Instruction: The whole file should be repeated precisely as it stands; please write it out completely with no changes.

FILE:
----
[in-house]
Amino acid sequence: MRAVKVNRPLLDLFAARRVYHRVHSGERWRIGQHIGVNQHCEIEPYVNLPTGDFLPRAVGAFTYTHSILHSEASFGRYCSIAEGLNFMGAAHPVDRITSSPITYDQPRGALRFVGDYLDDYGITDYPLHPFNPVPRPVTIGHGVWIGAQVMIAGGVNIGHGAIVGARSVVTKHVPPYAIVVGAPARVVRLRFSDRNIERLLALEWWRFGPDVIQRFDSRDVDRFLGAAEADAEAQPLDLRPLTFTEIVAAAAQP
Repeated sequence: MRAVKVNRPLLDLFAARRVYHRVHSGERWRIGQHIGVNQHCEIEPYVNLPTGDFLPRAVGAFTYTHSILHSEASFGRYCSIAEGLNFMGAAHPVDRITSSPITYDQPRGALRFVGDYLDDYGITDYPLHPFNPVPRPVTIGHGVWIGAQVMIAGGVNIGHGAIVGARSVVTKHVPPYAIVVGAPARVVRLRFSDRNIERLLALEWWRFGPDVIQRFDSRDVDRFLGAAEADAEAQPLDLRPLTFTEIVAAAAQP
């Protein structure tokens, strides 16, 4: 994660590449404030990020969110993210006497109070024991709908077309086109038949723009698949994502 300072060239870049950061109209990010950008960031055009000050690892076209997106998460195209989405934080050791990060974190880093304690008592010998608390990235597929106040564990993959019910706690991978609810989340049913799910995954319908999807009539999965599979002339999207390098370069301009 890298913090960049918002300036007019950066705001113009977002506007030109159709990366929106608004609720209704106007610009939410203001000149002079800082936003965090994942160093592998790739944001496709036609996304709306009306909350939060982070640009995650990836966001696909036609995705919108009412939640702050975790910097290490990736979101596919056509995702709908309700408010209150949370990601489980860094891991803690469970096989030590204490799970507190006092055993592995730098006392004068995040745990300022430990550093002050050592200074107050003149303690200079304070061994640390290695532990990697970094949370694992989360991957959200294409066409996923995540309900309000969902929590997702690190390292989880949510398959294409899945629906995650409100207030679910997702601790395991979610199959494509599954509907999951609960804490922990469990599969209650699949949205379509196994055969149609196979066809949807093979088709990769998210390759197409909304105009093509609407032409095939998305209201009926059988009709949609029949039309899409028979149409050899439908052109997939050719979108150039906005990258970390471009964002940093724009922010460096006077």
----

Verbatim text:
[in-house]
Amino acid sequence: MRAVKVNRPLLDLFAARRVYHRVHSGERWRIGQHIGVNQHCEIEPYVNLPTGDFLPRAVGAFTYTHSILHSEASFGRYCSIAEGLNFMGAAHPVDRITSSPITYDQPRGALRFVGDYLDDYGITDYPLHPFNPVPRPVTIGHGVWIGAQVMIAGGVNIGHGAIVGARSVVTKHVPPYAIVVGAPARVVRLRFSDRNIERLLALEWWRFGPDVIQRFDSRDVDRFLGAAEADAEAQPLDLRPLTFTEIVAAAAQP
Repeated sequence: MRAVKVNRPLLDLFAARRVYHRVHSGERWRIGQHIGVNQHCEIEPYVNLPTGDFLPRAVGAFTYTHSILHSEASFGRYCSIAEGLNFMGAAHPVDRITSSPITYDQPRGALRFVGDYLDDYGITDYPLHPFNPVPRPVTIGHGVWIGAQVMIAGGVNIGHGAIVGARSVVTKHVPPYAIVVGAPARVVRLRFSDRNIERLLALEWWRFGPDVIQRFDSRDVDRFLGAAEADAEAQPLDLRPLTFTEIVAAAAQP
């Protein structure tokens, strides 16, 4: 994660590449404030990020969110993210006497109070024991709908077309086109038949723009698949994502 300072060239870049950061109209990010950008960031055009000050690892076209997106998460195209989405934080050791990060974190880093304690008592010998608390990235597929106040564990993959019910706690991978609810989340049913799910995954319908999807009539999965599979002339999207390098370069301009 890298913090960049918002300036007019950066705001113009977002506007030109159709990366929106608004609720209704106007610009939410203001000149002079800082936003965090994942160093592998790739944001496709036609996304709306009306909350939060982070640009995650990836966001696909036609995705919108009412939640702050975790910097290490990736979101596919056509995702709908309700408010209150949370990601489980860094891991803690469970096989030590204490799970507190006092055993592995730098006392004068995040745990300022430990550093002050050592200074107050003149303690200079304070061994640390290695532990990697970094949370694992989360991957959200294409066409996923995540309900309000969902929590997702690190390292989880949510398959294409899945629906995650409100207030679910997702601790395991979610199959494509599954509907999951609960804490922990469990599969209650699949949205379509196994055969149609196979066809949807093979088709990769998210390759197409909304105009093509609407032409095939998305209201009926059988009709949609029949039309899409028979149409050899439908052109997939050719979108150039906005990258970390471009964002940093724009922010460096006077």